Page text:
45. On 20th November 2015, I directed the hearing of this preliminary issue with a five-day time estimate.  After the application had been served upon them, I joined Sarla and Ahuti as Second and Third Respondents on 11th March 2016.  I made directions for pleadings, namely points of claim, defences and a reply.

46. Meera's Points of Claim, served in April 2016,  are straightforward.  She says that Ashish was the founder of Mara.  He is the driving force behind it and he is the ultimate beneficial owner of the shares notwithstanding the legal title.  I remind myself that, at the time these were filed, the various versions of the Foundations regulations had still not emerged.    

47. The Defence of Sarla and Ahuti is dated May 2016.  It denies that the Points of Claim disclose any cause of action or arguable case pleading that it is so vague that it cannot be discerned.  No admissions are made as to Ashish's role in the Mara Group.  It is said that the effect of the 2012 restructuring was to vest the legal and beneficial interest in Ahuti and Saria.  

48. Ahuti replied to a questionnaire served by Meera on 30th June 2016.  Sarla adopted Ahuti's replies.  Ahuti repeated that, during the period that the RBH Foundation was in place, it was necessary to shield her interest from her deceased husband's creditors.  She said that this arrangement was hidden from the family lawyer, Nitin Saujani, because she was worried about confidentiality as they had a number of mutual friends.  She added that Mara originated from various businesses started by Sarla and Jagdish and, in 2008, they sought to transfer part of their beneficial interests to the younger generation.  They determined the transfer should be to Ahuti but Ashish replaced her as nominee due to the position of her husband.  

49. Ashish's defence is dated 29th September 2016.  He pleads that Mara Group Holdings Ltd has been and remains the legal and beneficial owner of the Mara Group.  The beneficial interests in the bearer shares of Inspire Corporation Panama were held by RBH Global Foundation which was owned by Jagdish as to 1/3rd, Sarla as to 1/3rd and him as to 1/3rd but he held his 1/3rd on trust for his sister.  He denies that the 2012 restructuring was his sole decision.

50.  He filed his third witness statement on 29th September 2016.  He accepted that he was the founder of the Mara Group and is its figurehead so far as the rest of the world is concerned but said its origins were in the commercial activities of his parents.  He said that Ahuti works tirelessly for Mara.  She deals with much of the administration and management/finances. He adds that his mother, Sarla, is actively engaged in Mara's offices and deals with its bankers.  His father, Jagdish, is Chairman and manages the finances.  His sister, Rona is also deeply involved.  He says that he could not tell anybody involved in the Panama structure that he was holding his interest for Ahuti to protect it from her husband's creditors.  He did, however, indicate that he was prepared for Mara to be treated, for this litigation alone, as being a resource available to him to the extent of one-fifth.  This was calculated on the basis of all five members of the family (Jagdish, Sarla, Rona, Ahuti and himself) as having an equal interest.

51. Ahuti's statement is dated 3rd October 2016.  She refers to the birth of her daughter on 30th October 1998, so she is now aged 18.  Ahuti says she moved to Dubai in May 2000 and withdrew from business at any visible level due to pressure from her husband.  She says she knew she was regarded as having an interest in the RBH structure but she did not know it was 1/3rd.  After the death of her husband in 2012, her interest did not have to be secret.  By giving the shares to her and her mother, Sarla, "the old guard" and "the next generation" were both represented.  Her father, Jagdish and Ashish did not have an interest although they regarded the business as being "for the family as a whole".  She and Sarla were chosen as they were regarded as safe investors whereas Jagdish and Ashish were risk takers.  The current structure, therefore, maintained the equilibrium.  Ahuti did not return full-time operationally to Mara until November 2014.  Ashish remains the front man but all decisions are taken jointly with Jagdish and Sarla as the ultimate decision makers and controllers.  She said that her mother would not file a statement nor attend court.  She is not in the best of health and finds the proceedings distasteful.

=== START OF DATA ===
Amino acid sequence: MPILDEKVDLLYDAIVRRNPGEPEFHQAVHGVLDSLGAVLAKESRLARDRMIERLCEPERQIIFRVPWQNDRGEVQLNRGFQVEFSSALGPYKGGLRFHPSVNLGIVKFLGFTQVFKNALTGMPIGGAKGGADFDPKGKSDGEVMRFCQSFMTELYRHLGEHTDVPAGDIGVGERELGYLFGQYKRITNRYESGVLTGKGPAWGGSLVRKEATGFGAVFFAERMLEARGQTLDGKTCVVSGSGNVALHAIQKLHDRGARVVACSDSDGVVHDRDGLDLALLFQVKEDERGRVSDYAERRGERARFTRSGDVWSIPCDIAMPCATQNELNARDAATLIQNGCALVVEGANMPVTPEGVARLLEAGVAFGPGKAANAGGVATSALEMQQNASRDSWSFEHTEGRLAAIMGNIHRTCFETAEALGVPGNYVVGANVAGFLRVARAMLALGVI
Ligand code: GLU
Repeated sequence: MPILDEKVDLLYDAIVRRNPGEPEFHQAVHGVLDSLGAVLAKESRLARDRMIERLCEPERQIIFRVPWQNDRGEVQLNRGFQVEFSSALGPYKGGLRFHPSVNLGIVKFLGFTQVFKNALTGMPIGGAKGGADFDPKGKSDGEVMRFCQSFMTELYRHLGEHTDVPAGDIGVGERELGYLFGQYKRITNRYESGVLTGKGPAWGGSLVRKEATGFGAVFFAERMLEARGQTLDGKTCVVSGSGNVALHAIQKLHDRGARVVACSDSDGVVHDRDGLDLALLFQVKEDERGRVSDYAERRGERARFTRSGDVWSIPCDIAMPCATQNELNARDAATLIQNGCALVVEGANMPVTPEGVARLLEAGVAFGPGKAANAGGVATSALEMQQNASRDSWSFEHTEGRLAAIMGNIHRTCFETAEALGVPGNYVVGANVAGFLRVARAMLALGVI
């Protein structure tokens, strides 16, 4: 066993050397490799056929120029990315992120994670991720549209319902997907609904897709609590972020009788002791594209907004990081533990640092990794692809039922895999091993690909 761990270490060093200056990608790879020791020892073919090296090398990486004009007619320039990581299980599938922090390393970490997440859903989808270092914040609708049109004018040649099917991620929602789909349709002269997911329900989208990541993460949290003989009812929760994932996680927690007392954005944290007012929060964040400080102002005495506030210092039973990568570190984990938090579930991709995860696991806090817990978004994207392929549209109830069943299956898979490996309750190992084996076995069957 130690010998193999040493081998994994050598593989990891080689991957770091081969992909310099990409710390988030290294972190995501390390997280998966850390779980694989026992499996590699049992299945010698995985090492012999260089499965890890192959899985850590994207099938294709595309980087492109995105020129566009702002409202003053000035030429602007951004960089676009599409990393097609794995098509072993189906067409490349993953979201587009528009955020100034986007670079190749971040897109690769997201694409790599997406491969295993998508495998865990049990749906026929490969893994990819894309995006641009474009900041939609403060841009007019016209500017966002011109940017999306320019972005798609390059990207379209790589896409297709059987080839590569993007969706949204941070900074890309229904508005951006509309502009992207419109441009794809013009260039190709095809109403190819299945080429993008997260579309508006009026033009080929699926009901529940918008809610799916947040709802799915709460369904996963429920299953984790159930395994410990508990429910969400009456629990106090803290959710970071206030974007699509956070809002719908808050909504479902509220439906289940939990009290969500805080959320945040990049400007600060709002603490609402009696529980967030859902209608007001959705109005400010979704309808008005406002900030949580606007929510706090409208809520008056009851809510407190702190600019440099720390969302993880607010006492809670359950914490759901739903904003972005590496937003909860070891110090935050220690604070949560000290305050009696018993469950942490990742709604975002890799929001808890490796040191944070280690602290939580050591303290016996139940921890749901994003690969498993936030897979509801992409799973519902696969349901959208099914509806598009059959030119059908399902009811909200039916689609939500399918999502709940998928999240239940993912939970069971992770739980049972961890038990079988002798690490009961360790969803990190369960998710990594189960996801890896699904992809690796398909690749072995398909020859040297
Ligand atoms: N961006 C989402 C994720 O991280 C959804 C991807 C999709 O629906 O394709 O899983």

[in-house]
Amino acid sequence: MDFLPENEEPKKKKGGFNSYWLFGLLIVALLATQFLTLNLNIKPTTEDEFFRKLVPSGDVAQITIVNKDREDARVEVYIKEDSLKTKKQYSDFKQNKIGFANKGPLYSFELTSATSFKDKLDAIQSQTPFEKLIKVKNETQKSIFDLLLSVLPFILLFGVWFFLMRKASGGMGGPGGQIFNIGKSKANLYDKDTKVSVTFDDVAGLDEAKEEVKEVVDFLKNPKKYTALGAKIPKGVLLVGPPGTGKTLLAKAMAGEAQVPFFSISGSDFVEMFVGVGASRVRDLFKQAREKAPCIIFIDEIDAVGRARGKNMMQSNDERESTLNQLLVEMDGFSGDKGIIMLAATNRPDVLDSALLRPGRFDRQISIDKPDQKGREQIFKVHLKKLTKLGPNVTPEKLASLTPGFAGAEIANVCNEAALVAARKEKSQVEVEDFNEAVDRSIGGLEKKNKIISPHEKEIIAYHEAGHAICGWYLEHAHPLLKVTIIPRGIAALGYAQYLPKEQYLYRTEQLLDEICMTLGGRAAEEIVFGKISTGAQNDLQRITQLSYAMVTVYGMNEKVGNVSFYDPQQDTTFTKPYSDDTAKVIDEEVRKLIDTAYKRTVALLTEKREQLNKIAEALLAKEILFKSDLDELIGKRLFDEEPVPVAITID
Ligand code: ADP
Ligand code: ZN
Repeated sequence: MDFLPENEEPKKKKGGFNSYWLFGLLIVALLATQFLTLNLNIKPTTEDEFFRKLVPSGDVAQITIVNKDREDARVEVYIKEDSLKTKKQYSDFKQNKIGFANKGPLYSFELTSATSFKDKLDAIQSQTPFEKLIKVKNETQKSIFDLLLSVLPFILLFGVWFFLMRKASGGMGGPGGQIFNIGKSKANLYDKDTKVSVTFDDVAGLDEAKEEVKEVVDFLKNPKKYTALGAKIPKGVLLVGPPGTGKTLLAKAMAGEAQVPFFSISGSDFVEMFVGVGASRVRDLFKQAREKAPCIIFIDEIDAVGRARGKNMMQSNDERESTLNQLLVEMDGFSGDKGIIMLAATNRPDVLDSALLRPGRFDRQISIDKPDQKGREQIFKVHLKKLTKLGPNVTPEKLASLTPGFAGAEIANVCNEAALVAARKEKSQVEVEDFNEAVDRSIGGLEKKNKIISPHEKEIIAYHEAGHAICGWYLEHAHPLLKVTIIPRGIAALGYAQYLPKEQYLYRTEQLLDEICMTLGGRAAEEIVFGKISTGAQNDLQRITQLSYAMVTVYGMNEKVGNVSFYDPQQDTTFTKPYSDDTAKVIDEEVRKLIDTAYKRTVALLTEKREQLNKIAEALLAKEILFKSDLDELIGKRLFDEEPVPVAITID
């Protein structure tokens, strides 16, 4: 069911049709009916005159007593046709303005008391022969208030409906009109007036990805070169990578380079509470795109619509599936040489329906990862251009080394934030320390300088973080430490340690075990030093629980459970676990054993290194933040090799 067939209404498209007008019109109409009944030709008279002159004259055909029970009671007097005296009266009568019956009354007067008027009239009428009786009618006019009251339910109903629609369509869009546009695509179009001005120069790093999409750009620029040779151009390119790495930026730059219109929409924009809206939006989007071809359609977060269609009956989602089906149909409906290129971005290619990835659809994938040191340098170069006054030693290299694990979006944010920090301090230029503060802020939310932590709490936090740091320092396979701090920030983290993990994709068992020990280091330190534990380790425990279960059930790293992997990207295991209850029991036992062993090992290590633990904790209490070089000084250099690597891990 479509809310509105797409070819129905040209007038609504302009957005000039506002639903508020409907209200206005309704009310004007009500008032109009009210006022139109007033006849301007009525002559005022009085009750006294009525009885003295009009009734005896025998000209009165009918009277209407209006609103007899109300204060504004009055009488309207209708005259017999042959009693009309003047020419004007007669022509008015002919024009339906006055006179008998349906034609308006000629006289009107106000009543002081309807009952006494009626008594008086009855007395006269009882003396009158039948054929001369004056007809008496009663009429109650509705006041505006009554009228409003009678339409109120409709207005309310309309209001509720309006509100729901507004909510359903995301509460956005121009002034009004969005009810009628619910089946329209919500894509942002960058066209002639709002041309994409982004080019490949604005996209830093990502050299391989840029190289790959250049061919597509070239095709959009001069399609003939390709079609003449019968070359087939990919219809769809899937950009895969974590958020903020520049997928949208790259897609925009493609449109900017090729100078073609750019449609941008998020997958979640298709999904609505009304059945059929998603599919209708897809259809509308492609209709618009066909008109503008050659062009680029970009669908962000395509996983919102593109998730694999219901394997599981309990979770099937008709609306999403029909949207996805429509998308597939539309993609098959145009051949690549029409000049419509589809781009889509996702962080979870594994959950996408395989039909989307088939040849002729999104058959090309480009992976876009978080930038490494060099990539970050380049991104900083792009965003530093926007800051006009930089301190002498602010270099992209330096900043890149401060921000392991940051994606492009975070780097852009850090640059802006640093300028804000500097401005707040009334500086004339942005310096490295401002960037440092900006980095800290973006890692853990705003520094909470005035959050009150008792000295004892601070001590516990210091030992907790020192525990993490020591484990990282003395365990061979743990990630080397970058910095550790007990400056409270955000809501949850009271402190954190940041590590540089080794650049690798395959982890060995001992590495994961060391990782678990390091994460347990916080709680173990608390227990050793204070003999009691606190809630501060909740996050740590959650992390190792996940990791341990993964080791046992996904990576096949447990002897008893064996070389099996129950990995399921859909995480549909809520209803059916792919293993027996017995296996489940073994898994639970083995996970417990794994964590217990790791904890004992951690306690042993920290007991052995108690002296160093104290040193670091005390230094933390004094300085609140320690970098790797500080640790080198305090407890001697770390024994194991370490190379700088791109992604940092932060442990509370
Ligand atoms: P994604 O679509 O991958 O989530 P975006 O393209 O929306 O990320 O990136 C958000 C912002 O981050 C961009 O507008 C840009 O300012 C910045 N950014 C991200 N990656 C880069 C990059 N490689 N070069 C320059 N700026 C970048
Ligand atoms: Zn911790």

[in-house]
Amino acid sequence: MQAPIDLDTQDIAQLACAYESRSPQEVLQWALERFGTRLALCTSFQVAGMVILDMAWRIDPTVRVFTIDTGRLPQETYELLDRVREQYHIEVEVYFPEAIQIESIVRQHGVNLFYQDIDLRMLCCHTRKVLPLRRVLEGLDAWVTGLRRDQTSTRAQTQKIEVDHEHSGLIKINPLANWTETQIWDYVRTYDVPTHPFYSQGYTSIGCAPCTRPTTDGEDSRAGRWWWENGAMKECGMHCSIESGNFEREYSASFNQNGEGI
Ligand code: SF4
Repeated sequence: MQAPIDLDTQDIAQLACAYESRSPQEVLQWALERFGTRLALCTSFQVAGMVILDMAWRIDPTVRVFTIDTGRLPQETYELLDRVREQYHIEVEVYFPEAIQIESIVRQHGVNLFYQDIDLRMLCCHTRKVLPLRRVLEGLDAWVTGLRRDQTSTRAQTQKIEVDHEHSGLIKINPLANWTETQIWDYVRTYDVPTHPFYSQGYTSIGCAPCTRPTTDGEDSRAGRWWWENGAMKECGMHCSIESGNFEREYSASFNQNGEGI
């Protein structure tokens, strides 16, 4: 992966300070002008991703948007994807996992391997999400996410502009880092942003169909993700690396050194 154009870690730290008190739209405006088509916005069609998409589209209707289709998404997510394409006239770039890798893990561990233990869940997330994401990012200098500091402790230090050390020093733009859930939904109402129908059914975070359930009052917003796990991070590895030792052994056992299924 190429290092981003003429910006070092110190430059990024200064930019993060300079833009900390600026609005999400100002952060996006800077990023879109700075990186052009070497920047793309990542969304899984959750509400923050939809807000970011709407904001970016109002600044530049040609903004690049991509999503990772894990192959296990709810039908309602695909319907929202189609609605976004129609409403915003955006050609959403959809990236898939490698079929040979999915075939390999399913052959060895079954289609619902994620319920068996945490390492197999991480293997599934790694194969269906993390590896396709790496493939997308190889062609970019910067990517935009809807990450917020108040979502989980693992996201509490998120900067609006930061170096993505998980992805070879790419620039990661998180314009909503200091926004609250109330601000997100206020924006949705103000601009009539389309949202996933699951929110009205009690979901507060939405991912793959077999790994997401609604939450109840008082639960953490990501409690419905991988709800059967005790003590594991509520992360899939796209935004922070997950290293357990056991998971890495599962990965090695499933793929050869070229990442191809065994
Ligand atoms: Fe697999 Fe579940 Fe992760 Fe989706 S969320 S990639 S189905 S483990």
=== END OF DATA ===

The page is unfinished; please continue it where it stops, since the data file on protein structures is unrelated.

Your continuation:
52. Jagdish's statement is dated 3rd October 2016.  He is the Chairman of the Mara Group.  He describes Ahuti as Executive Director.  He says she and Ashish worked together from the outset.  She dealt with the suppliers and credit control whilst Ashish dealt with sales.  Sarla was always asked for her opinion as she was the voice of reason.  He said that the shares were divided into two for each household, namely Sarla's for herself, Jagdish and Ashish whilst Ahuti's were for Ahuti and her daughter, Ashish courts media attention so it was appropriate for him to describe himself as the owner of Mara but the legal ownership is in the safe hands of Sarla and Ahuti.  Ashish is the CEO.  

53. On 2nd November 2016, I determined that I did not have the power to compel Sarla to file a statement or attend to give evidence.  I indicated that I would have done so if I had power to do so.

54. Finally, Meera filed a statement on 9th November 2016.  She said that Ashish's autobiography, "The Lion Awakes" shows that the rest of his family played no significant part in the development of the Mara Group.  Ahuti's daughter was never named in any RBH document whilst Ashish's family took precedence following the death of the three first beneficiaries.  She questioned the transfer of Mara Holdings Africa to Ahuti's structure, Midas given that her husband was still alive at the time.  She said that Ahuti had been very successful running her own real estate brokerage business but her business was entirely unconnected to Ashish's business.